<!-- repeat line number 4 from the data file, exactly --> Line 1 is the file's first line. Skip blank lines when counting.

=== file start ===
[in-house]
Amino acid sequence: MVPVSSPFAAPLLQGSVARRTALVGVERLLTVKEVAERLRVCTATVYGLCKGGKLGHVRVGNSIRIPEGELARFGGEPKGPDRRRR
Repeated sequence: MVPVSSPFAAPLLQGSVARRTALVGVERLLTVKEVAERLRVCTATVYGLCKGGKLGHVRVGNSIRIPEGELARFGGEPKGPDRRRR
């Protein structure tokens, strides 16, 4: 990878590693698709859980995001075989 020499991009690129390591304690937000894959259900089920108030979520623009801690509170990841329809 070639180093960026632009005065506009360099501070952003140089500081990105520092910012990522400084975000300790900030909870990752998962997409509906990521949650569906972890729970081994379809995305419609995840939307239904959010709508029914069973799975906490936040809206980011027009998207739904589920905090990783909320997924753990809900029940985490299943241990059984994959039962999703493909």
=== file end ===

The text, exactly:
């Protein structure tokens, strides 16, 4: 990878590693698709859980995001075989 020499991009690129390591304690937000894959259900089920108030979520623009801690509170990841329809 070639180093960026632009005065506009360099501070952003140089500081990105520092910012990522400084975000300790900030909870990752998962997409509906990521949650569906972890729970081994379809995305419609995840939307239904959010709508029914069973799975906490936040809206980011027009998207739904589920905090990783909320997924753990809900029940985490299943241990059984994959039962999703493909």